• In those between the ages of 40-59, 43 ounces of water per day is the average.
But experts suggest even those guidelines need to be more specific.

How much water should you drink a day?

Some experts believe some people may require less than the suggested amount of water. For instance, if someone with heart failure drinks too much water, it can cause fluid backup and make it hard for that person to breathe. Additionally, people with kidney failure may need to drink less since their kidneys are compromised and less able to maintain a balance of fluid. This directly contradicts the thought that 'flushing' kidneys out with plenty of water is always beneficial.

Still, others may require MORE water, particularly those with higher body mass indexes (BMI).

More and more, the thought is that drinking between half an ounce to an ounce of water per pound is a good guideline, which can vary based on your activity level, sex and more. It can also depend on what your daily food and other liquid intake is. For instance, you can count tea, coffee and electrolyte beverages toward hydration, though that shouldn't be your main hydration source. Foods like watermelon, cucumbers, strawberries or pineapple can also offer hydration.

Dr. Dmitrieva said that surveys show that about 50% of people don't drink the recommended amounts of water, and this is especially in children and older people. In fact, in older people, thirst sensation deteriorates, so we tend to drink less.

The best way to stay hydrated is to keep track of what fluid you drink each day and to drink enough in hot environments or when engaged in intense sports activities.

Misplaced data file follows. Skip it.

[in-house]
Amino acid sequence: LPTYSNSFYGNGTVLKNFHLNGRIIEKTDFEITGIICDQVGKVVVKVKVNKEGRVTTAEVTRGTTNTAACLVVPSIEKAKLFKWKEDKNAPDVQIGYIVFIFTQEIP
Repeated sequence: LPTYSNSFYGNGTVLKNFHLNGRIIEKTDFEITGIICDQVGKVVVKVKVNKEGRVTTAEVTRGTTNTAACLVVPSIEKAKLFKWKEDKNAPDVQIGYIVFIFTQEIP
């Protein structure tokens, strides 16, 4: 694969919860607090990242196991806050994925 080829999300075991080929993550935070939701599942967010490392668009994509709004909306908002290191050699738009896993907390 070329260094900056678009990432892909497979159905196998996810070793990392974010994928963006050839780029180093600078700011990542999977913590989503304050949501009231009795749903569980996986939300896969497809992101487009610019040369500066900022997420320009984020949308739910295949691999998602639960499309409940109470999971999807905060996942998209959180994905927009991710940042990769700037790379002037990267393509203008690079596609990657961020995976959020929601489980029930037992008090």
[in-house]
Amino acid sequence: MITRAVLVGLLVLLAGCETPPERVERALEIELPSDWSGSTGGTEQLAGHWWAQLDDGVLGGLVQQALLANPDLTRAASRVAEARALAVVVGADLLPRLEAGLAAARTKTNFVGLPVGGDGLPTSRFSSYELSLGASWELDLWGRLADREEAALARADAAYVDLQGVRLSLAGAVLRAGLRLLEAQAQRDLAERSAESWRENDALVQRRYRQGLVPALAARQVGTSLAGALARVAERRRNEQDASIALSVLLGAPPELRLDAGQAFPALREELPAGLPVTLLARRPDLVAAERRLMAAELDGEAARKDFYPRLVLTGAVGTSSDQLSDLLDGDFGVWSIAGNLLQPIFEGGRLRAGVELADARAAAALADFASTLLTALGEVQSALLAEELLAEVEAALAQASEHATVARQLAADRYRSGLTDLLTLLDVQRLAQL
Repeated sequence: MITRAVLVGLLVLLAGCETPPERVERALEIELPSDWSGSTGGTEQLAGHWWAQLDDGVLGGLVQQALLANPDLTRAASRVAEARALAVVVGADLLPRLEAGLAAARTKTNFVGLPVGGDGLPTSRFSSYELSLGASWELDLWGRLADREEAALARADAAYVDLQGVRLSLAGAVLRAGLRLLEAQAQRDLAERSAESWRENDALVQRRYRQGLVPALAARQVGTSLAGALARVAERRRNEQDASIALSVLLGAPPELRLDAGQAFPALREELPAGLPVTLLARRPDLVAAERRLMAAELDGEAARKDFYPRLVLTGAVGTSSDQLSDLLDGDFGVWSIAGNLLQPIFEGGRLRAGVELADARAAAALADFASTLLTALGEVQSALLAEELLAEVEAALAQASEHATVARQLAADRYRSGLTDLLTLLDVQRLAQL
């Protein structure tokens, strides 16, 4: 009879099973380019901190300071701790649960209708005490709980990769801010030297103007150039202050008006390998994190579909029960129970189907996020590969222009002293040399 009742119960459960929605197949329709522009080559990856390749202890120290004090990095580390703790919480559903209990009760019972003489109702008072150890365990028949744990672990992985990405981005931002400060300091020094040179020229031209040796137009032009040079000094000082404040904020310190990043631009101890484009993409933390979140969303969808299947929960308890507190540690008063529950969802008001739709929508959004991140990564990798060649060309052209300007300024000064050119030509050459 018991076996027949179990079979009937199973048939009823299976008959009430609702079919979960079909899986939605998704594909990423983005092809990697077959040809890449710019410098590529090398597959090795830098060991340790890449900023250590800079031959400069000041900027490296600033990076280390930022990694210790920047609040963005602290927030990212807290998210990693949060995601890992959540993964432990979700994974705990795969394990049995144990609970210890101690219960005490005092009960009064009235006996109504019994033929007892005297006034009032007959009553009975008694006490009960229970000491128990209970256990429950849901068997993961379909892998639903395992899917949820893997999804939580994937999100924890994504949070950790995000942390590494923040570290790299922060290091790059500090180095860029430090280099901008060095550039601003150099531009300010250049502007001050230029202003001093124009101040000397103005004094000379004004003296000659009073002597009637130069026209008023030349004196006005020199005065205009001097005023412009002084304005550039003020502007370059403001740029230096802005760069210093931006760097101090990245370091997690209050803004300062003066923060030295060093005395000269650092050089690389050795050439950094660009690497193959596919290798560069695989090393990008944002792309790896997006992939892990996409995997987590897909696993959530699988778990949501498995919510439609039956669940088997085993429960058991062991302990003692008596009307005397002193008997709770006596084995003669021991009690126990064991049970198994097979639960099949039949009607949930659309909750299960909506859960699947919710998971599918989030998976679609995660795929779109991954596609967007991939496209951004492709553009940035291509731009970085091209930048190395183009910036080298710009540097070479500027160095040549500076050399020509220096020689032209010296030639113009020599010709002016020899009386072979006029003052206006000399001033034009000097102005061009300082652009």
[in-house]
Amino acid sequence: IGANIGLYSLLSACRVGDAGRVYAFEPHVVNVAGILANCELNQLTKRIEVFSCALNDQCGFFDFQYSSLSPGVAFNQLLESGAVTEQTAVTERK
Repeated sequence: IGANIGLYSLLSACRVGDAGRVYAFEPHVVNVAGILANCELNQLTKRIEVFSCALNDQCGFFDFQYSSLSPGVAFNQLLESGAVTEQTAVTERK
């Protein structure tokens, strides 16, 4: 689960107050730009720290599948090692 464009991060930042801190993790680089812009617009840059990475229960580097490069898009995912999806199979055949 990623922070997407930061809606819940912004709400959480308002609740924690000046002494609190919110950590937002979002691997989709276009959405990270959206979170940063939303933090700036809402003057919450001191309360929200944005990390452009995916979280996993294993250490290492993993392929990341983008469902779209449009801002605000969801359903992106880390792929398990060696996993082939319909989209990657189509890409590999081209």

Signs of dehydration

Whether we're engaged in intense activities or not, we lose fluids throughout the day. We go to the bathroom, sweat, breathe and more. It's imperative to replace those liquids or we'll become dehydrated, and increase our risk for chronic illness and shorter lifespans.

What does dehydration look like? Here are a few signs:

  • Dry Mouth. If your mouth is dry, unless you're on medicine that may make that happen, odds are your cells are already screaming out for hydration. It's not just about whetting your whistle; rehydrate!
  • Thirst. Same goes for thirst. If you're thirsty, you're probably dehydrated. A key is to hydrate throughout the day and prevent thirst from even happening. Consistency is key.
  • Decreased urine or discolored urine. If you're not going to the bathroom often, that may be good if you're in the middle of a large crowd with no bathroom in sight, but your body doesn't love it. Or if your pee is the color of neon, that's not a great sign either. Shoot for going to the bathroom frequently, as it flushes toxins and going for clear urine as your sign of good hydration.
  • Muscle cramps. This could be a result of dehydration. Eat a banana and drink a glass of water to see if that helps.
  • Headache, Dizziness and lethargy. You may feel like you've got a hangover and that's probably because that's what happens when you've had too much to drink--you're dehydrated! There's a reason you're supposed to drink a glass of water for every alcoholic drink you have--it's to replace the hydration alcohol takes or else you could feel like you were out clubbing the night before.